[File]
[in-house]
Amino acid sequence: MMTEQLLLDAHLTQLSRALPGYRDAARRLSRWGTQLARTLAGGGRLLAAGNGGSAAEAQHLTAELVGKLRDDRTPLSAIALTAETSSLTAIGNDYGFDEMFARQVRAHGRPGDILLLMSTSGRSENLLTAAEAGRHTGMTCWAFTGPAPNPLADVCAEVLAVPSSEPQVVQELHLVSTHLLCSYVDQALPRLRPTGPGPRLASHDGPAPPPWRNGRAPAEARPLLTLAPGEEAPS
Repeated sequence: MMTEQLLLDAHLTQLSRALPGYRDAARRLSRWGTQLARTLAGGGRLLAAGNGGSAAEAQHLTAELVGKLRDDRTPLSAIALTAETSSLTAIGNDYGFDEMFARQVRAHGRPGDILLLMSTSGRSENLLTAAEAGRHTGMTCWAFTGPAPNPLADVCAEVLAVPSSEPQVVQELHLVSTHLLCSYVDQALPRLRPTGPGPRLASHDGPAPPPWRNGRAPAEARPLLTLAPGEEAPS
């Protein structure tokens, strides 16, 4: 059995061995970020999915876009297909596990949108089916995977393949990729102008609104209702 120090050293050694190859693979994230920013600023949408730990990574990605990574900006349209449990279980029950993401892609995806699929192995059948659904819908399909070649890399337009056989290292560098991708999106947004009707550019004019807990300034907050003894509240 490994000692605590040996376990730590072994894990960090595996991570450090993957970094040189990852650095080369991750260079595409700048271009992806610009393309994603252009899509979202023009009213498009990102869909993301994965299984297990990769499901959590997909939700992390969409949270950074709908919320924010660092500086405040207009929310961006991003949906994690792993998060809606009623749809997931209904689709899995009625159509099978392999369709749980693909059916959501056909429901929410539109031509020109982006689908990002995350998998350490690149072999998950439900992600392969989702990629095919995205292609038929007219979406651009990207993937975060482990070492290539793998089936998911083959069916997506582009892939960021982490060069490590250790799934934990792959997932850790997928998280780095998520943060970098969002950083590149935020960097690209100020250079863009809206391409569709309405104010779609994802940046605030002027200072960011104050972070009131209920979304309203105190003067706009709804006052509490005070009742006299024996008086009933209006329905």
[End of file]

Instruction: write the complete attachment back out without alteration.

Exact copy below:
[in-house]
Amino acid sequence: MMTEQLLLDAHLTQLSRALPGYRDAARRLSRWGTQLARTLAGGGRLLAAGNGGSAAEAQHLTAELVGKLRDDRTPLSAIALTAETSSLTAIGNDYGFDEMFARQVRAHGRPGDILLLMSTSGRSENLLTAAEAGRHTGMTCWAFTGPAPNPLADVCAEVLAVPSSEPQVVQELHLVSTHLLCSYVDQALPRLRPTGPGPRLASHDGPAPPPWRNGRAPAEARPLLTLAPGEEAPS
Repeated sequence: MMTEQLLLDAHLTQLSRALPGYRDAARRLSRWGTQLARTLAGGGRLLAAGNGGSAAEAQHLTAELVGKLRDDRTPLSAIALTAETSSLTAIGNDYGFDEMFARQVRAHGRPGDILLLMSTSGRSENLLTAAEAGRHTGMTCWAFTGPAPNPLADVCAEVLAVPSSEPQVVQELHLVSTHLLCSYVDQALPRLRPTGPGPRLASHDGPAPPPWRNGRAPAEARPLLTLAPGEEAPS
């Protein structure tokens, strides 16, 4: 059995061995970020999915876009297909596990949108089916995977393949990729102008609104209702 120090050293050694190859693979994230920013600023949408730990990574990605990574900006349209449990279980029950993401892609995806699929192995059948659904819908399909070649890399337009056989290292560098991708999106947004009707550019004019807990300034907050003894509240 490994000692605590040996376990730590072994894990960090595996991570450090993957970094040189990852650095080369991750260079595409700048271009992806610009393309994603252009899509979202023009009213498009990102869909993301994965299984297990990769499901959590997909939700992390969409949270950074709908919320924010660092500086405040207009929310961006991003949906994690792993998060809606009623749809997931209904689709899995009625159509099978392999369709749980693909059916959501056909429901929410539109031509020109982006689908990002995350998998350490690149072999998950439900992600392969989702990629095919995205292609038929007219979406651009990207993937975060482990070492290539793998089936998911083959069916997506582009892939960021982490060069490590250790799934934990792959997932850790997928998280780095998520943060970098969002950083590149935020960097690209100020250079863009809206391409569709309405104010779609994802940046605030002027200072960011104050972070009131209920979304309203105190003067706009709804006052509490005070009742006299024996008086009933209006329905």